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ICC Note: One more note on Christmas in the Holy Land.


Christians in Gaza keep Christmas celebrations quiet

Reporter: Matt Brown
West Bank/Gaza/Islam (for the full story go to Australian Broadcasting Corp) Like millions of fellow believers, the tiny community of Christians in Gaza celebrated Christmas, but it was extremely low key, as many now fear for their lives following the recent murder of a prominent activist in the conservative Muslim territory.
SCOTT BEVAN: Relations between the two faiths have generally been cordial for centuries, but many Christians now fear for their lives after the recent murder of a prominent activist.
This report from Middle East correspondent, Matt Brown.
MATT BROWN: It’s a small, tight-knit community in one of the world’s most intense hot spots. 3000 Christians live amongst 1.5 million Muslims, and the two groups usually get along well.
FATHER ARCHEMANDRITE ARTEMIOUS, GAZA GREEK ORTHODOX CHURCH: We don’t talk about friendship, we talk about brothership. Both of them are Palestinians but with different religions. Same blood, same nationality.
MATT BROWN: But lately, dark forces have been shadowing the Christians of the Gaza strip. The worshipers have been rocked by a murder.
FATHER ARCHEMANDRITE ARTEMIOUS: Afraid, very sad, they have a lot of questions.
MATT BROWN: Anisa Ayyad’s son, Rami, has been killed. He was a prominent and vocal advocate for his faith. Ramzi Ayyad believes his brother was killed by a radical Muslim.
RAMZI AYAD, BROTHER (translated): Rami was well known in the Christian society as a very strong believer. He spent most of his time in the Church praying and teaching others, so he stood out.
MATT BROWN: In the lead up to the murder, Christians were targeted in a string of escalating attacks. And Christians and Muslims alike have been alarmed.
FATHER ARCHEMANDRITE ARTEMIOUS: For Christians, after what happened to Rami, so they are afraid to be here because they see bombing, then they see shooting, then they see hitting and then they see killing. What is the next one?
MATT BROWN: His family are Greek Orthodox Christians, but Rami Ayyad was a member of the Baptist Church, the only Evangelical Church in the Gaza strip.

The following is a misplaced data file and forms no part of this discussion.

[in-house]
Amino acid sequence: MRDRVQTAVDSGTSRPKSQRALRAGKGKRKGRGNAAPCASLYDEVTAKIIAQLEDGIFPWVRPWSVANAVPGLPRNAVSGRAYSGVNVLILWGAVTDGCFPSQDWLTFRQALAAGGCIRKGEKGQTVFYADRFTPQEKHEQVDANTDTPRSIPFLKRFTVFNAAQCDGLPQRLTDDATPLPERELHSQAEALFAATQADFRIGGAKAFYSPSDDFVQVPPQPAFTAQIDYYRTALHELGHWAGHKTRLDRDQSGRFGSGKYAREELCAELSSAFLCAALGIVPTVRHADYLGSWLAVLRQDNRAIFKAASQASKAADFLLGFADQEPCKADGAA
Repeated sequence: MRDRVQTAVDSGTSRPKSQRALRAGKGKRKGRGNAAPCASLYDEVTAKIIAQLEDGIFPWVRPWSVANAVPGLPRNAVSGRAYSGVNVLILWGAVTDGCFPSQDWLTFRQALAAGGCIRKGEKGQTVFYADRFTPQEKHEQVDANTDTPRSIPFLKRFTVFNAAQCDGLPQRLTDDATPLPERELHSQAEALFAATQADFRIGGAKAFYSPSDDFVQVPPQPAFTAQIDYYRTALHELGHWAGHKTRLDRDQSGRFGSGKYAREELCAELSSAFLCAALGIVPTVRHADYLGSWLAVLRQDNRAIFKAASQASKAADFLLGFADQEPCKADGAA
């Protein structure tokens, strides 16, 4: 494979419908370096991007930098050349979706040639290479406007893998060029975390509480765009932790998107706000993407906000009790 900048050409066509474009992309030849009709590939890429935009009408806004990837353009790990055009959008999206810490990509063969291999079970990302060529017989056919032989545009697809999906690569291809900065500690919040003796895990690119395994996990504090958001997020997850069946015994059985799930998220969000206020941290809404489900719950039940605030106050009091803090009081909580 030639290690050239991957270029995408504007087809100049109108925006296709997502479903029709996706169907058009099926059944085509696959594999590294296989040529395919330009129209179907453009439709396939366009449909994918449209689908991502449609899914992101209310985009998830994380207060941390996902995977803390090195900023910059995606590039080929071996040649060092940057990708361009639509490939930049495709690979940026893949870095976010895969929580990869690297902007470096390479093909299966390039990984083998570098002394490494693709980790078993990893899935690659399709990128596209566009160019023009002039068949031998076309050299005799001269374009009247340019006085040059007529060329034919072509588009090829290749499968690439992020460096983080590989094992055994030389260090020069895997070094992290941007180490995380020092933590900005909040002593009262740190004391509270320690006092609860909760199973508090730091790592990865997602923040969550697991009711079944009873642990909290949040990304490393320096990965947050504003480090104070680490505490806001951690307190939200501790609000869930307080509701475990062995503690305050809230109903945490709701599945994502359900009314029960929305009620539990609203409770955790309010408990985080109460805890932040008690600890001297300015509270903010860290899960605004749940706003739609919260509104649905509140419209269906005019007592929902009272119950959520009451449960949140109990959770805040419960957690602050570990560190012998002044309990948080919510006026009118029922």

When Rami Ayyad was confronted by Islamic radicals, he was warned to convert to Islam or face the judgment of God.
PASTOR HANNA MASSAD, GAZA BAPTIST CHURCH: He told us he would never give up his faith, even if it will cost him his life.
MATT BROWN: The tension was mounting. Then, finally, Rami Ayyad was stalked, kidnapped and killed.
PASTOR HANNA MASSAD: We believe it’s because of his faith. They, the militant group who didn’t like Christian and they tried to put pressure on him and when he continued to hold to his faith, they killed him.
MATT BROWN: The Islamist militant group, Hamas, seized control of Gaza in June and the eyes of the world have been upon them ever since. Hamas is more moderate than groups like al-Qaeda or the Taliban and it promised to safeguard the Christian minority. So it was alarmed at the message the execution of such a well known Christian could send.
MATT BROWN: Many Christians say there’s a growing intolerant Islamist sentiment in Gaza, one Hamas has failed to quash. Church leaders complain that Hamas hasn’t done enough to counter anti Christian incitement in the prayer rooms of Gaza’s mosques.
FATHER ARCHEMANDRITE ARTEMIOUS: Its message, they have to stop it. Because they bond together, they live together, they went together into this school. Today, this changed, and it has to be back as it was before – together.
MATT BROWN: Hamas counters it’s doing all it can to keep an eye on the radical fringe and keep the Christians secure.
AHMAD YUSSUF: In all communities there are radicals actually, but those people actually not the driving force in their community. Those people are minors and few numbers here and there. Nobody listening to him, actually.
MATT BROWN: But the radicals have spread a new climate of fear and they’ve weakened the truly ancient foundations of this community.